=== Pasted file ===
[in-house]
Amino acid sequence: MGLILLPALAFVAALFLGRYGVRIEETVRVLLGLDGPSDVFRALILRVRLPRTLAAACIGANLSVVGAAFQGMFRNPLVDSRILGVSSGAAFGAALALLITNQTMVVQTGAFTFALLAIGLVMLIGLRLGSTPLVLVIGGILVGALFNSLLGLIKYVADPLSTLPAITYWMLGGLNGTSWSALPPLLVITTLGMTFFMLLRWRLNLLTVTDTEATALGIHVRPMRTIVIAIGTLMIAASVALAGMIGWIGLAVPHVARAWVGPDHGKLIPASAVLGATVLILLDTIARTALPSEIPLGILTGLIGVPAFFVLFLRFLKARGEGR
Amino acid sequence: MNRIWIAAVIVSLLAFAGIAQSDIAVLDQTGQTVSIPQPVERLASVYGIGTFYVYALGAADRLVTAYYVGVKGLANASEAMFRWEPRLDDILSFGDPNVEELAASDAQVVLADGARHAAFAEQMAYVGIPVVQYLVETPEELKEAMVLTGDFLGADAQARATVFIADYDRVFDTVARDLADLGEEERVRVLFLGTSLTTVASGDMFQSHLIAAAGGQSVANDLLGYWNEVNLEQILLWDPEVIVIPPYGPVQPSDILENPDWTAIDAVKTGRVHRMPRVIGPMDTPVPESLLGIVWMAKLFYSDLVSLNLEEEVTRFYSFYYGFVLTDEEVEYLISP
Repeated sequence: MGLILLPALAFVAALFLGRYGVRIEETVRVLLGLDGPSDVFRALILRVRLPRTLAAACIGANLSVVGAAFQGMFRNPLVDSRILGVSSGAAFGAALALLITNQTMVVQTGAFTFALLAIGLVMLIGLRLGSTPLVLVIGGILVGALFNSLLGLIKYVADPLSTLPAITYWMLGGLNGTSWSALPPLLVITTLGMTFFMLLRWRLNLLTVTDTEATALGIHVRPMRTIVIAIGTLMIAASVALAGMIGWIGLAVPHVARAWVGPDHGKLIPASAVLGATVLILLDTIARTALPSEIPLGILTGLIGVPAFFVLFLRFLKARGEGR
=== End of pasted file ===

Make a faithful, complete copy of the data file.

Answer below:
[in-house]
Amino acid sequence: MGLILLPALAFVAALFLGRYGVRIEETVRVLLGLDGPSDVFRALILRVRLPRTLAAACIGANLSVVGAAFQGMFRNPLVDSRILGVSSGAAFGAALALLITNQTMVVQTGAFTFALLAIGLVMLIGLRLGSTPLVLVIGGILVGALFNSLLGLIKYVADPLSTLPAITYWMLGGLNGTSWSALPPLLVITTLGMTFFMLLRWRLNLLTVTDTEATALGIHVRPMRTIVIAIGTLMIAASVALAGMIGWIGLAVPHVARAWVGPDHGKLIPASAVLGATVLILLDTIARTALPSEIPLGILTGLIGVPAFFVLFLRFLKARGEGR
Amino acid sequence: MNRIWIAAVIVSLLAFAGIAQSDIAVLDQTGQTVSIPQPVERLASVYGIGTFYVYALGAADRLVTAYYVGVKGLANASEAMFRWEPRLDDILSFGDPNVEELAASDAQVVLADGARHAAFAEQMAYVGIPVVQYLVETPEELKEAMVLTGDFLGADAQARATVFIADYDRVFDTVARDLADLGEEERVRVLFLGTSLTTVASGDMFQSHLIAAAGGQSVANDLLGYWNEVNLEQILLWDPEVIVIPPYGPVQPSDILENPDWTAIDAVKTGRVHRMPRVIGPMDTPVPESLLGIVWMAKLFYSDLVSLNLEEEVTRFYSFYYGFVLTDEEVEYLISP
Repeated sequence: MGLILLPALAFVAALFLGRYGVRIEETVRVLLGLDGPSDVFRALILRVRLPRTLAAACIGANLSVVGAAFQGMFRNPLVDSRILGVSSGAAFGAALALLITNQTMVVQTGAFTFALLAIGLVMLIGLRLGSTPLVLVIGGILVGALFNSLLGLIKYVADPLSTLPAITYWMLGGLNGTSWSALPPLLVITTLGMTFFMLLRWRLNLLTVTDTEATALGIHVRPMRTIVIAIGTLMIAASVALAGMIGWIGLAVPHVARAWVGPDHGKLIPASAVLGATVLILLDTIARTALPSEIPLGILTGLIGVPAFFVLFLRFLKARGEGR